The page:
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111 Olivier Franza Copyright © Intel Corporation, 2009. All rights reserved. 3 rd party marks and brands are the property of their respective owners. All.

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Presentation on theme: "111 Olivier Franza Copyright © Intel Corporation, 2009. All rights reserved. 3 rd party marks and brands are the property of their respective owners. All."— Presentation transcript:

1 111 Olivier Franza Copyright © Intel Corporation, 2009. All rights reserved. 3 rd party marks and brands are the property of their respective owners. All products, dates, and figures are subject to change without notice.

2 222 Agenda  Background  Causes  Solutions  Conclusion “As technology scales, variability will continue to become worse. Random dopant fluctuations and sub-wavelength lithography will yield static variations, supply voltage and temperature variations will affect circuit performance and leakage power, soft-error rates will continue to rise, and transistor aging will become worse.” Shekhar Borkar, “Designing Reliable Systems from Unreliable Components: The Challenges of Transistor Variability and Degradation,” IEEE Micro, vol. 25, no. 6, pp. 10-16, Nov./Dec. 2005 S. Borkar et al., “Parameter variations and impact on circuit and microarchitecture,” DAC, 2003 Frequency and Leakage of Microprocessors in a Wafer

3 333 Background  Reliability definition – The measurable capability of an object to perform its intended function in the required time under specified conditions Handbook of Reliability Engineering, Igor Ushakov  Importance of reliability – Microprocessors’ quality and performance depends on their reliability – Current technology stresses reliability in all areas: semiconductors, materials, packaging…  Influencing factors – Fabrication process, mechanical assembly, electrical usage, environmental conditions – Mechanical stress, radiation, excessive voltage, current density, temperature, magnetic and electrical fields  Negative effects – Voltage, power, current, and/or temperature derating – Metastability, logic timing margins, timing analysis – Overdesign, yield degradation

4 444 Causes  Failure rate/time to failure (TTF) – Infant mortality –Not screened in fabrication –Causes – Micro particles collecting on the wafer – Material defects, impurity precipitation – Photolithography defects, mask misalignment – Damage during fabrication process, scratches – Useful lifetime period –Randomly occurring failures due to various causes – stress, temperature, radiation… –Failure rate is almost constant and never decreases to zero – Wear-out period –Product reaching end of life cycle –Rapid increase in failure frequency –Caused by age-related wear and tear – Electromigration, oxide film destruction, hot carrier damage, …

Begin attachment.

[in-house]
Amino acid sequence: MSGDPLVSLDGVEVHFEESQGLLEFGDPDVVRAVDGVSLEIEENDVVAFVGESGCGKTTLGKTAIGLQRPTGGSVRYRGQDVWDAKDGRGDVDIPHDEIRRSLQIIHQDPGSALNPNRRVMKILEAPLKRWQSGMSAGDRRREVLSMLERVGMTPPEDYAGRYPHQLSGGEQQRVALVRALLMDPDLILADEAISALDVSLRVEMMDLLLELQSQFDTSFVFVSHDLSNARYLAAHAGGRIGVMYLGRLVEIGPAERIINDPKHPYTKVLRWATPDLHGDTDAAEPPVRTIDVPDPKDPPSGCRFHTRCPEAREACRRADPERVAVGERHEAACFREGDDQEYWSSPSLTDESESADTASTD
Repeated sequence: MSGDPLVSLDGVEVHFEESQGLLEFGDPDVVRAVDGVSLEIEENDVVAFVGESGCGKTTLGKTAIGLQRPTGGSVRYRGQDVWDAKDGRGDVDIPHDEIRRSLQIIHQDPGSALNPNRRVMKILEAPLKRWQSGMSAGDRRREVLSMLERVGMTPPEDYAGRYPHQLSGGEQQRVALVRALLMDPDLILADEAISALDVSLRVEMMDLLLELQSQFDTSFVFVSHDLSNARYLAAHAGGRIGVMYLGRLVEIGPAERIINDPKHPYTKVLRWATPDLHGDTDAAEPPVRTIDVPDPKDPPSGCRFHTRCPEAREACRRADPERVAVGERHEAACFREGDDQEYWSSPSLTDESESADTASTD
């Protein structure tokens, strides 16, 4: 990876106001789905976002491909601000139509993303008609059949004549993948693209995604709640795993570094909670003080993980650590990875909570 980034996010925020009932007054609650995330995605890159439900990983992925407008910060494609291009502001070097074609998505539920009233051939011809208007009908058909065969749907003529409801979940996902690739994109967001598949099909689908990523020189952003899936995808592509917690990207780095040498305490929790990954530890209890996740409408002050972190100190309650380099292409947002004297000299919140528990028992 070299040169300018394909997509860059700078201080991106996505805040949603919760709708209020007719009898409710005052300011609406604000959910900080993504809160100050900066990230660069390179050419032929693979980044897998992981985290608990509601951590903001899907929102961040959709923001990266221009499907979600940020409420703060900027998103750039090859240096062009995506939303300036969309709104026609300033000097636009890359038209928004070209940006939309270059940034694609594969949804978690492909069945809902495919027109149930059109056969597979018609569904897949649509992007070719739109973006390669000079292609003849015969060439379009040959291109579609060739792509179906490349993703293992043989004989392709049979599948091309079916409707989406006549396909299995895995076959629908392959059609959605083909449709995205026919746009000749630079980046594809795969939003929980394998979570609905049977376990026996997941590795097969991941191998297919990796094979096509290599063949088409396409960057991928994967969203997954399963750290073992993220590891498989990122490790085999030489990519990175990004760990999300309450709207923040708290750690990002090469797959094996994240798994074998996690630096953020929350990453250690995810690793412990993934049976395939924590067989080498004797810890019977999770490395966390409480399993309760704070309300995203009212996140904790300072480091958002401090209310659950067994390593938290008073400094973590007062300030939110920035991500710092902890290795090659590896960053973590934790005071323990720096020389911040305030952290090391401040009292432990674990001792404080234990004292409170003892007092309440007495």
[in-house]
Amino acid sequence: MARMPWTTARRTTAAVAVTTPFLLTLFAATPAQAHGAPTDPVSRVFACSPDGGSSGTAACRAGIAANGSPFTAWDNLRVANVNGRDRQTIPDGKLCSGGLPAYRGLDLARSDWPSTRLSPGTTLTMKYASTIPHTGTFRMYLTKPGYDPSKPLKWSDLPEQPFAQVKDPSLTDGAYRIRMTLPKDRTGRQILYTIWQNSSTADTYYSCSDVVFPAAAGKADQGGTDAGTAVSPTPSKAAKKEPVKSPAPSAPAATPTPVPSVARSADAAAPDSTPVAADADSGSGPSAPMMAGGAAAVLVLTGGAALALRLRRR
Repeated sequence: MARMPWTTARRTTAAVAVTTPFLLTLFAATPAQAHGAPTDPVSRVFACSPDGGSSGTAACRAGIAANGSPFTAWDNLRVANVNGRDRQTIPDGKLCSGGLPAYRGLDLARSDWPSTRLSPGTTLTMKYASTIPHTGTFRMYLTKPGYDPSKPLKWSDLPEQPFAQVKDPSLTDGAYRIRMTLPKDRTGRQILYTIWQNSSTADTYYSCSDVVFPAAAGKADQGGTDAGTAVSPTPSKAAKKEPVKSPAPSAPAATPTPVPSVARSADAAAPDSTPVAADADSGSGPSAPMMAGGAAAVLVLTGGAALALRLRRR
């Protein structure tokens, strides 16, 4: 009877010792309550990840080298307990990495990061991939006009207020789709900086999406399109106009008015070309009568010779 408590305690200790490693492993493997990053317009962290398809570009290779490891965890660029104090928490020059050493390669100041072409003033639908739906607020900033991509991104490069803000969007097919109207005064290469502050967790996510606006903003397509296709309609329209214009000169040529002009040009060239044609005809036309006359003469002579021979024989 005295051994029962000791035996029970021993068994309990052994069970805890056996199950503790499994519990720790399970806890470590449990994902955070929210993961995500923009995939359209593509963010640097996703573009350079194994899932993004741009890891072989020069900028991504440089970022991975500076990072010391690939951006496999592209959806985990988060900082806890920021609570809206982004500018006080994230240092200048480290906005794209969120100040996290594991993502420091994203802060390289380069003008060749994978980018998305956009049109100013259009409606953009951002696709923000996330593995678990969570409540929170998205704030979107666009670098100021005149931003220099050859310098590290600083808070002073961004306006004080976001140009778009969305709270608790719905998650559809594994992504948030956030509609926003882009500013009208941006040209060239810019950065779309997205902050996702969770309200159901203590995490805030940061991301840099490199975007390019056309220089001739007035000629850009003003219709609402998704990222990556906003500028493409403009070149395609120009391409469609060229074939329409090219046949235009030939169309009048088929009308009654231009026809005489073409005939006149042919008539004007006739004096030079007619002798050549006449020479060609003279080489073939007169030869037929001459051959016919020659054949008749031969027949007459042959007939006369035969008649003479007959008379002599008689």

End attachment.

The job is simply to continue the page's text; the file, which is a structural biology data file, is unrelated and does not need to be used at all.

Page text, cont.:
5 555 Causes  Radiation: terrestrial environment – Neutrons – Alpha particles –Impurities in incoming materials for manufacturing –α’s have a finite penetration depth, so externally generated α’s cannot penetrate package layers –All SER events due to α-particles are generated by internal sources N. Seifert, IntelPhysikalisch-Technische BundesanstaltP. Hazucha, N. Seifert, Transient fault rate

6 666 Causes  Radiation: single event effects (SEE) and soft errors (SE)… – Electrical disturbance in a microelectronic circuit caused by the passage of a single ionizing particle through semiconductor material – Classification –SEE: Single Event Effect –SER: Soft Error Rate (FIT) –SEU: Single event upset – SBU: Single bit upset – MBU: Multiple bit upset –SEFI: Single event functional interrupt – Categorization of SEE's is also possible in terms of whether they are soft or hard errors –Permanency level of damage made to the device  Radiation: SER Units – Unit of SER is Failure in Time (FIT) – 1 FIT = 1 failure in 10 9 device hours – E.g.: 1Mbit SRAM, SER/bit ~ 1E-3 FIT => MTTF ~ 10 9 /(1000 FIT*24*365) ~114 years – But, with 10,000 components in system, => MTTF ~ 4 days! –SEL: Single event latchup –SET: Single event transient –SEFI: Single event functional interrupt –SEGR: Single event gate rupture –SEB: Single event burnout –SEGR/SEB are destructive hard errors

7 777 Causes  Process – Technology scaling – Feature size diminution – Margin reduction Renesas, Reliability Handbook, 2008 Borkar, Intel Kauerauf, EDL, 2002